Another £6 million is needed for new hospice

Plans to build a new hospice in the centre of a new 600-home development in Pease Pottage have been formally submitted to Mid Sussex District Council.

But, if planning approval is granted, another £6 million will still have to be raised for the hospice project.

St Catherine’s Hospice, currently based in Malthouse Road, Southgate, Crawley, announced expansion plans earlier this year after a five acre site in Pease Pottage - worth over £5 million - was donated by local resident Bill Bridges. Meanwhile, another resident - John Shemeld - left St Catherine’s £6 million in his will.

The planned new 24-bed hospice site is part of a 112 acre area in Brighton Road, Pease Pottage, with proposals for a community hall, shop, cafe and primary school, along with the 600 new homes.

Housebuilders Thakeham Homes are covering the costs of design, surveys and servicing of the overall site, as well as providing the shop, cafe and community hall, worth around £4 million.

St Catherine’s say that last year they helped a total of 2,178 patients across Sussex and Surrey, but that there were around 4,000 people needing palliative support. “We have a long way to go,” said St Catherine’s chief executive Giles Tomsett.

“These new facilities would enable us to support more local people, through providing additional inpatient and outpatient services when they need us most, building on the great care delivered at our current site in Malthouse Road.”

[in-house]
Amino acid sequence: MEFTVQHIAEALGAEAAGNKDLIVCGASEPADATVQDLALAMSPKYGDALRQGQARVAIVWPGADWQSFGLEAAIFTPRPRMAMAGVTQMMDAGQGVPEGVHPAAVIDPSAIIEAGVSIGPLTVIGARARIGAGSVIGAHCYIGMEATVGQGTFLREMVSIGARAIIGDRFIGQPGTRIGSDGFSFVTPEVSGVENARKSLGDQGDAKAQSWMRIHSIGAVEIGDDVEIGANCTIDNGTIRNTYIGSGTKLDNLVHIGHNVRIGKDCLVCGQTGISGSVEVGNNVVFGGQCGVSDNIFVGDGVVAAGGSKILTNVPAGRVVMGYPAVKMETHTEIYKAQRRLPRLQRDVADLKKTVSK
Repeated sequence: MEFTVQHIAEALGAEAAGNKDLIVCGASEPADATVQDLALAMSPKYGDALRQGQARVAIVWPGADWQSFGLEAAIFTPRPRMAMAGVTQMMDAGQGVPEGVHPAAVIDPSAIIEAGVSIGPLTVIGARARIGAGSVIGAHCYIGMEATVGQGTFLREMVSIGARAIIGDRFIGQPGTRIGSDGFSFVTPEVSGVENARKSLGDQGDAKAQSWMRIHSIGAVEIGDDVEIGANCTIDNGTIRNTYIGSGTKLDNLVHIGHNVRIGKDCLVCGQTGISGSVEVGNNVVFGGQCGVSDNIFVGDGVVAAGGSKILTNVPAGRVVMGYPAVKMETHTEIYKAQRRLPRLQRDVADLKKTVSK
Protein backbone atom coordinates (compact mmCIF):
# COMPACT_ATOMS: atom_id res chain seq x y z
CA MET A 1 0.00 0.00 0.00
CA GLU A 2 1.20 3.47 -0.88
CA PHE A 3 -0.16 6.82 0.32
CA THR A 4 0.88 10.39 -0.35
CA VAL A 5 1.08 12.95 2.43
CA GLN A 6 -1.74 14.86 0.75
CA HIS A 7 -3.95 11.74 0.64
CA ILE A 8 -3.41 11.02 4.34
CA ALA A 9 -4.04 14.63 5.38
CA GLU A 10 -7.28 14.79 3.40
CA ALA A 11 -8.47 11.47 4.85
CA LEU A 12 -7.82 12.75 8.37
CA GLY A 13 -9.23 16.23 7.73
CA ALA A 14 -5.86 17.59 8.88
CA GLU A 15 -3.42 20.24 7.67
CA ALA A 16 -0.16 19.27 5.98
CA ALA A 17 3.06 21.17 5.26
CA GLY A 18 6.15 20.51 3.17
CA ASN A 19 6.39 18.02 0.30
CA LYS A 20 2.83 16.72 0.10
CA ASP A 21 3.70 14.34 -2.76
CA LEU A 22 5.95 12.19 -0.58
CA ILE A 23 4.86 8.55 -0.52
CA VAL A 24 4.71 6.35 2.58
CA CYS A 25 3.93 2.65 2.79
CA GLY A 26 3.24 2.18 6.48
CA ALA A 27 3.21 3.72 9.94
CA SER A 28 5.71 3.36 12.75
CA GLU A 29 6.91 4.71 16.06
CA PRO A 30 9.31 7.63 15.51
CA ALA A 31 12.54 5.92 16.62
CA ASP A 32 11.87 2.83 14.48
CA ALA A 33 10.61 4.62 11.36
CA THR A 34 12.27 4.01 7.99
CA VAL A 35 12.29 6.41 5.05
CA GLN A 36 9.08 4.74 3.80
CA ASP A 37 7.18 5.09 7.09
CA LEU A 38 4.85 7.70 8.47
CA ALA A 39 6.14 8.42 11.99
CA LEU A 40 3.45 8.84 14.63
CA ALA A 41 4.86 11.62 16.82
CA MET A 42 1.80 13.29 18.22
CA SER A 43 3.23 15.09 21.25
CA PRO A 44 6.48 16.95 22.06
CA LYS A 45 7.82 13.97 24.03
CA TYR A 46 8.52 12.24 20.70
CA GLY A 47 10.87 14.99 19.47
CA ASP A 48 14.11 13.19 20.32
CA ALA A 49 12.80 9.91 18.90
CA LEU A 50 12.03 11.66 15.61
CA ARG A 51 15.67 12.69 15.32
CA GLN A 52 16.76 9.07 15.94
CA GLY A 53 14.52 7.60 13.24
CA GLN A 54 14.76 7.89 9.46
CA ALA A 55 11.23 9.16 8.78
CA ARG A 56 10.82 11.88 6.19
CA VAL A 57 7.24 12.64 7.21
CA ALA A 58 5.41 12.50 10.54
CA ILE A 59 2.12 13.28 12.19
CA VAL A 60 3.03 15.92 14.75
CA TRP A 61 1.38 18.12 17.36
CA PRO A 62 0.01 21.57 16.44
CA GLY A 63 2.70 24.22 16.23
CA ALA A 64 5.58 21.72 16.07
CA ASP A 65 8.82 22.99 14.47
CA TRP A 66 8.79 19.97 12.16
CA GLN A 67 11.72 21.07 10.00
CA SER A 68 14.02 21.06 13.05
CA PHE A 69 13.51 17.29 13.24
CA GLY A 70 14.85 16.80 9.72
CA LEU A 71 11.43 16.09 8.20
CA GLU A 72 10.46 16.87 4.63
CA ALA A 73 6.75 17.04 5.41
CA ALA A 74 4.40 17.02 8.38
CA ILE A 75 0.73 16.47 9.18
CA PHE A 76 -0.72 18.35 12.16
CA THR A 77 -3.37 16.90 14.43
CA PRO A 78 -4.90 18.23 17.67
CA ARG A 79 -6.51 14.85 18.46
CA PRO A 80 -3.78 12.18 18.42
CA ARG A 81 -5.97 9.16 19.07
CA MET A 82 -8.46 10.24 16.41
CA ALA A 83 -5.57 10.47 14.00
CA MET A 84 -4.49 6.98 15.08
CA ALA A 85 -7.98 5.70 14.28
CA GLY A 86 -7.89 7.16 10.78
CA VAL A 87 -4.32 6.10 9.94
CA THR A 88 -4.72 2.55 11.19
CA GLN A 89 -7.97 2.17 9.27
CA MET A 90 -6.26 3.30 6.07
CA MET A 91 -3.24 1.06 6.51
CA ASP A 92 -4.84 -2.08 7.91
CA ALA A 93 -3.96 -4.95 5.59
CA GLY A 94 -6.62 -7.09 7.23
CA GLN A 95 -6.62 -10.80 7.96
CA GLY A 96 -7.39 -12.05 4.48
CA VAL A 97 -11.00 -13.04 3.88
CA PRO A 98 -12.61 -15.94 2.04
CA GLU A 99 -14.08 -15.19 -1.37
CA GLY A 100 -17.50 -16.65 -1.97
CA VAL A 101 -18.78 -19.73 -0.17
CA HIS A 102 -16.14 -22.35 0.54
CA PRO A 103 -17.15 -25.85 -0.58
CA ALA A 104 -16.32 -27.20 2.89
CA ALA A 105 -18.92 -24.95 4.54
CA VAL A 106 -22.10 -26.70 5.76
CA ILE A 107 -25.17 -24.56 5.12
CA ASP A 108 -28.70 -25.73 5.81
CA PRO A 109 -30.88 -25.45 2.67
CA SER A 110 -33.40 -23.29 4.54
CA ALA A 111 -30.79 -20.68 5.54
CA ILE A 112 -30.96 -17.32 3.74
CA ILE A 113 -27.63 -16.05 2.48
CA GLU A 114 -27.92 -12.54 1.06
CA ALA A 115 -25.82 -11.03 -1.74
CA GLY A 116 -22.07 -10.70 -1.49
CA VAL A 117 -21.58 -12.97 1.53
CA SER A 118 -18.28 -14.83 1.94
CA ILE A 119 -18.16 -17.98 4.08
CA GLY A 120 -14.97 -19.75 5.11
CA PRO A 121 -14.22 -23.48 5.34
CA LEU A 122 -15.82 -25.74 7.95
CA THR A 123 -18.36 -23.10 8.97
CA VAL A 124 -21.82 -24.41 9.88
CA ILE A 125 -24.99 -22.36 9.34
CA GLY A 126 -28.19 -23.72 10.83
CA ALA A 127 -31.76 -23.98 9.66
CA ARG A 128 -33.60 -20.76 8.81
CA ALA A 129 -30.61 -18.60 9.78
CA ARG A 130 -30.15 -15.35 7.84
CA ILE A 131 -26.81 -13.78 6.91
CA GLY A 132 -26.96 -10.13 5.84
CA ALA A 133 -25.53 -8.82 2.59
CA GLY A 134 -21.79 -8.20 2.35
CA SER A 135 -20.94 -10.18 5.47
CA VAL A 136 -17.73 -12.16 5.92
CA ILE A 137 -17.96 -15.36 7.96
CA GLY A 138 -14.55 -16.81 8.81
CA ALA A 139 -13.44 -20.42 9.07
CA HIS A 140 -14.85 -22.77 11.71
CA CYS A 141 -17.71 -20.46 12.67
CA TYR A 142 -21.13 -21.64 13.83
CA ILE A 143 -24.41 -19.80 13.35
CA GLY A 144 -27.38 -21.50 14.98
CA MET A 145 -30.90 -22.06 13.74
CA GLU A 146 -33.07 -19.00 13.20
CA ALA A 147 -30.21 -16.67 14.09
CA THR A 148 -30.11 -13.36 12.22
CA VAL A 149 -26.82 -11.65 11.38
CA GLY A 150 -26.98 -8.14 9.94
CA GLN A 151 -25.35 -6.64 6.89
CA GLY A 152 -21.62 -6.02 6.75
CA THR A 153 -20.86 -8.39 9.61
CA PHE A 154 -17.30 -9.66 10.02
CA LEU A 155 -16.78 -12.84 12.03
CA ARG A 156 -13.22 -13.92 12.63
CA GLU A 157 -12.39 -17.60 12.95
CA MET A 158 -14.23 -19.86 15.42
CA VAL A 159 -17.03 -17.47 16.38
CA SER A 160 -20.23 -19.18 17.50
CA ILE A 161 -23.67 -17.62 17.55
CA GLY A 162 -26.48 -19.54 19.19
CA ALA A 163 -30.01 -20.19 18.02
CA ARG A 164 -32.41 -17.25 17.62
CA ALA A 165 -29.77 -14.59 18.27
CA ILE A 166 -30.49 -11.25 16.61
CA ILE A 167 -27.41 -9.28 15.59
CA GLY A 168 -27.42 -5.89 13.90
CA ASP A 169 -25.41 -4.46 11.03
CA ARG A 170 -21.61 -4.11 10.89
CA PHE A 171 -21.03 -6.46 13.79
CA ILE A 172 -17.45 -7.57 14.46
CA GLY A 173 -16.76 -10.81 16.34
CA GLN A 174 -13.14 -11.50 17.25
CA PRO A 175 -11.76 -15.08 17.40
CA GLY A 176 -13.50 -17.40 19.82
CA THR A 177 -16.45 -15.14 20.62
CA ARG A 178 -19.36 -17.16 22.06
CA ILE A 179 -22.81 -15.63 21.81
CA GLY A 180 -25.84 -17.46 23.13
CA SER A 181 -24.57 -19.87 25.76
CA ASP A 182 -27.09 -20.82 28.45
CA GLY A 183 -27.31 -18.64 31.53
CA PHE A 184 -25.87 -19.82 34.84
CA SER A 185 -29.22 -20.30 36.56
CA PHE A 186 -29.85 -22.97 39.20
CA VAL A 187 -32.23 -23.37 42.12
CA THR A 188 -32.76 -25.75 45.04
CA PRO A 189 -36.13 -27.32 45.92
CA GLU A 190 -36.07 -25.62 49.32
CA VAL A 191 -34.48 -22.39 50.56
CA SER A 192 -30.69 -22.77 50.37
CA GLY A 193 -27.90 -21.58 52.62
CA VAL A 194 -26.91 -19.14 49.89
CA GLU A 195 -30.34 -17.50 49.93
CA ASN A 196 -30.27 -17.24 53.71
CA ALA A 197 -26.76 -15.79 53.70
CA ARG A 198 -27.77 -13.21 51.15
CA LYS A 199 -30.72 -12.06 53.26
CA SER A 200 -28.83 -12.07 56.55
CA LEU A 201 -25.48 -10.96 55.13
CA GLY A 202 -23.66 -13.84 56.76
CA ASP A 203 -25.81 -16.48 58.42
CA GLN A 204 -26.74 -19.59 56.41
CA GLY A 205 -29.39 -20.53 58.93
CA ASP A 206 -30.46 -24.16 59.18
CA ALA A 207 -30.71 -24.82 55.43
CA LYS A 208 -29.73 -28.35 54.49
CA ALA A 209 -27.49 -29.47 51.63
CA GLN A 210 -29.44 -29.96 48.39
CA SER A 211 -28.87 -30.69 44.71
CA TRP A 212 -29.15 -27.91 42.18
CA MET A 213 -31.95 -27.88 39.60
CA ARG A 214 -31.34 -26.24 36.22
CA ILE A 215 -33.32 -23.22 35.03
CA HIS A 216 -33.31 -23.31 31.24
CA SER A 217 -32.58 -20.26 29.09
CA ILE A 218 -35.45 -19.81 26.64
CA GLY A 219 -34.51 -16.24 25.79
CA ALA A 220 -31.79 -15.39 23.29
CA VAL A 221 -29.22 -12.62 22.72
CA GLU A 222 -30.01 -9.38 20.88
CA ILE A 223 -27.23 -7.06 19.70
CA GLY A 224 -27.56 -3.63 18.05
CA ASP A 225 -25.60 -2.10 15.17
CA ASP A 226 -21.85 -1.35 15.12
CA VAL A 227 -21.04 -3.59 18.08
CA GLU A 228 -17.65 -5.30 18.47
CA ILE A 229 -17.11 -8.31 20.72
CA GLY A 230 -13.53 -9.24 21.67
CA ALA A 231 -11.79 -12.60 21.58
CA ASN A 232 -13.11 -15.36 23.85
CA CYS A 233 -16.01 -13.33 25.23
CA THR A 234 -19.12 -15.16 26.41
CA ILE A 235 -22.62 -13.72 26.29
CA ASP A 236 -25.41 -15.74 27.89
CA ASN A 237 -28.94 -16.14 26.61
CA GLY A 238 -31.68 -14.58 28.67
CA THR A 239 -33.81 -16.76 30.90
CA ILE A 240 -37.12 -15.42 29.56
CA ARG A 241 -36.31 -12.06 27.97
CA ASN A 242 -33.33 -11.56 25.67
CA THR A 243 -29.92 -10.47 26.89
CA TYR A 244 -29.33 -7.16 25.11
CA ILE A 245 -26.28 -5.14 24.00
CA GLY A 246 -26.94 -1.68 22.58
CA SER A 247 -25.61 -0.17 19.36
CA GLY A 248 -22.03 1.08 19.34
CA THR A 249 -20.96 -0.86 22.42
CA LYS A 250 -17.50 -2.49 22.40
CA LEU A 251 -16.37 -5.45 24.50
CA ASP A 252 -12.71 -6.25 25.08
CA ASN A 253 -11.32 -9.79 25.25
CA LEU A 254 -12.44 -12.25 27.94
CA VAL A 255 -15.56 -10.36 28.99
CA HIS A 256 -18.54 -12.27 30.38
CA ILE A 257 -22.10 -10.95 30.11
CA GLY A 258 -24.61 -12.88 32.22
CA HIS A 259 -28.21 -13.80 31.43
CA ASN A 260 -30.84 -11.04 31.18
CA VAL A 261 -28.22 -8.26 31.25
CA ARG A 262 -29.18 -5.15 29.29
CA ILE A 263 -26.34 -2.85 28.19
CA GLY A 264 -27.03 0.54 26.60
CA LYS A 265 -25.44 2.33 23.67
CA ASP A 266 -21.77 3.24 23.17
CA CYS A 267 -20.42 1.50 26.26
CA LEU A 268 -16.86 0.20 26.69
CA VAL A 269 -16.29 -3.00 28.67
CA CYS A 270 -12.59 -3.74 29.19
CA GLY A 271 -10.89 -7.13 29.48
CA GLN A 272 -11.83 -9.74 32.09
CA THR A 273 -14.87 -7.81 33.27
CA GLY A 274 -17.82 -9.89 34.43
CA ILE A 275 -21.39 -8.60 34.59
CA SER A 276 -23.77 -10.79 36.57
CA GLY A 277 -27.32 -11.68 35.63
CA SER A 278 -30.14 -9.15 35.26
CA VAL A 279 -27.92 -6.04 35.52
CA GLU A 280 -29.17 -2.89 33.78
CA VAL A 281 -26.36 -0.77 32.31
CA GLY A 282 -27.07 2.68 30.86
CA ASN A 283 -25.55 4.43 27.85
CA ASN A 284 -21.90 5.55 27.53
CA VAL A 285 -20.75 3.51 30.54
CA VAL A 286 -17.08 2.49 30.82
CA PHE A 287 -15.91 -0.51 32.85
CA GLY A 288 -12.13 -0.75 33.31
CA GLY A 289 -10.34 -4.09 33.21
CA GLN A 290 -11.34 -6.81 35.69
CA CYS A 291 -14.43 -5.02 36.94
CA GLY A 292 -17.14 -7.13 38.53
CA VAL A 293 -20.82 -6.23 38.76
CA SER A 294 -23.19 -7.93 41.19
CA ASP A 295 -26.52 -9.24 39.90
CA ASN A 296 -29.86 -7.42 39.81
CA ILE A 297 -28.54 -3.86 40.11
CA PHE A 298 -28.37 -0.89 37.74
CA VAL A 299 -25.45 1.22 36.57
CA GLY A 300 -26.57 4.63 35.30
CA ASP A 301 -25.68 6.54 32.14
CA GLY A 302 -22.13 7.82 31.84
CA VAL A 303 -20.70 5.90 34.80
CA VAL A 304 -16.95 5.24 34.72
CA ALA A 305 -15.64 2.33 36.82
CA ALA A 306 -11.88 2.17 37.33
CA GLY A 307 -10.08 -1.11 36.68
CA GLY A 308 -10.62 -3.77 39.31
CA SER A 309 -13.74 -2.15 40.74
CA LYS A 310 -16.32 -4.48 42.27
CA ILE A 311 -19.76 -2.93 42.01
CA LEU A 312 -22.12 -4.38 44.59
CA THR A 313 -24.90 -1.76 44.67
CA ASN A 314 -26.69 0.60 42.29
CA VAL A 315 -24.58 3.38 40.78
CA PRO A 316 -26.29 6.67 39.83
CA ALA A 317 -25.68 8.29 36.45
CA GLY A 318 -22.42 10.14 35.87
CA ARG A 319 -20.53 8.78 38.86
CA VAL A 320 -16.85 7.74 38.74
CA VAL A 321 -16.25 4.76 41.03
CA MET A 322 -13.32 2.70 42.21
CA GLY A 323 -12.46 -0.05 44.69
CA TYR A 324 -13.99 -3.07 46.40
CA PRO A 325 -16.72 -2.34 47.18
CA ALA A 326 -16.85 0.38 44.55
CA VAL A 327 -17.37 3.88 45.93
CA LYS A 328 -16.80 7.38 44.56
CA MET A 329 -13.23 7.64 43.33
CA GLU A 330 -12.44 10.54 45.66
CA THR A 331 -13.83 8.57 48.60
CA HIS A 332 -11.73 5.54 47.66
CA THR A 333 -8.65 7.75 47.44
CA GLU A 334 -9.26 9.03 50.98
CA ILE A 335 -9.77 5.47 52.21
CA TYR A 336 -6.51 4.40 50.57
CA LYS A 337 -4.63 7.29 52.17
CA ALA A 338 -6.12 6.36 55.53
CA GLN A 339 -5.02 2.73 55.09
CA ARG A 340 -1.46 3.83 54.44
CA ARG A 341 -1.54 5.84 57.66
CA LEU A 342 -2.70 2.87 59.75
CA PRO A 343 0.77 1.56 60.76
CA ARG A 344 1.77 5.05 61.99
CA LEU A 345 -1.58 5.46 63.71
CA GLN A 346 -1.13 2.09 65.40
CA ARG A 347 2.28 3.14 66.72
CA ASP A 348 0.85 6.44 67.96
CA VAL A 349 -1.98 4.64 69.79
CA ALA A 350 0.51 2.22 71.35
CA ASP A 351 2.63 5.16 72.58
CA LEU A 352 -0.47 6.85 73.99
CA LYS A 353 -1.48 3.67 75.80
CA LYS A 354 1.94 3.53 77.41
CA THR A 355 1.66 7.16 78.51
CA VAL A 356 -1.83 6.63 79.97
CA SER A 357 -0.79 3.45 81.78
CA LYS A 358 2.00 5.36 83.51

It is planned that the new state-of-the-art hospice would have rooms with a separate living facility so that patients who are not confined to bed could have family to stay overnight, remaining close to their loved ones.

The plans also include increased outpatient and therapy facilities to provide extra symptom control and emotional support.

There would also be a physiotherapy gym opening out onto a courtyard.

St Catherine’s medical director Patricia Brayden said: “We know that for many people referred to St Catherine’s that the most difficult thing can be crossing the threshold of the hospice for the first time. With that in mind we’ve designed a space that promotes a sense of wellbeing and peacefulness from the moment you walk through the door.”

Although the plans are for a 24-bed hospice, experts say that the design will mean there is room to expand further and plan for the next 30 years and beyond.

The 600 new homes would be centred around a large green leisure space. The homes themselves are planned to include starter homes and bungalows, as well as high-quality family houses and affordable homes for shared ownership and rent.

The proposals have been submitted to Mid Sussex District Council for planning approval following public consultation and events attended by more than 150 people.

Building of the homes, if given the go ahead, will start next year and be phased over a number of years.

It is hoped to start building the hospice in 2019 and for patients to move in by 2020.

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